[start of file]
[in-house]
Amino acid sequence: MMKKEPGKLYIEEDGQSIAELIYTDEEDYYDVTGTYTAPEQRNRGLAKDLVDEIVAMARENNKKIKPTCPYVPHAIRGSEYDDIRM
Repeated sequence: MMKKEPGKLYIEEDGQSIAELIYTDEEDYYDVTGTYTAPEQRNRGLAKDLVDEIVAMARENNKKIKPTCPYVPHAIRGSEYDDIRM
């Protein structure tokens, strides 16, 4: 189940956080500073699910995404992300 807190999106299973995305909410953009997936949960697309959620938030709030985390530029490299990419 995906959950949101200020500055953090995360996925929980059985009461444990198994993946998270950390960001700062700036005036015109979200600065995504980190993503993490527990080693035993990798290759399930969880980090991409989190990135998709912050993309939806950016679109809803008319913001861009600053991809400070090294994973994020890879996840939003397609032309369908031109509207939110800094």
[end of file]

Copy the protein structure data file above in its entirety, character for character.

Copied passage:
[in-house]
Amino acid sequence: MMKKEPGKLYIEEDGQSIAELIYTDEEDYYDVTGTYTAPEQRNRGLAKDLVDEIVAMARENNKKIKPTCPYVPHAIRGSEYDDIRM
Repeated sequence: MMKKEPGKLYIEEDGQSIAELIYTDEEDYYDVTGTYTAPEQRNRGLAKDLVDEIVAMARENNKKIKPTCPYVPHAIRGSEYDDIRM
């Protein structure tokens, strides 16, 4: 189940956080500073699910995404992300 807190999106299973995305909410953009997936949960697309959620938030709030985390530029490299990419 995906959950949101200020500055953090995360996925929980059985009461444990198994993946998270950390960001700062700036005036015109979200600065995504980190993503993490527990080693035993990798290759399930969880980090991409989190990135998709912050993309939806950016679109809803008319913001861009600053991809400070090294994973994020890879996840939003397609032309369908031109509207939110800094």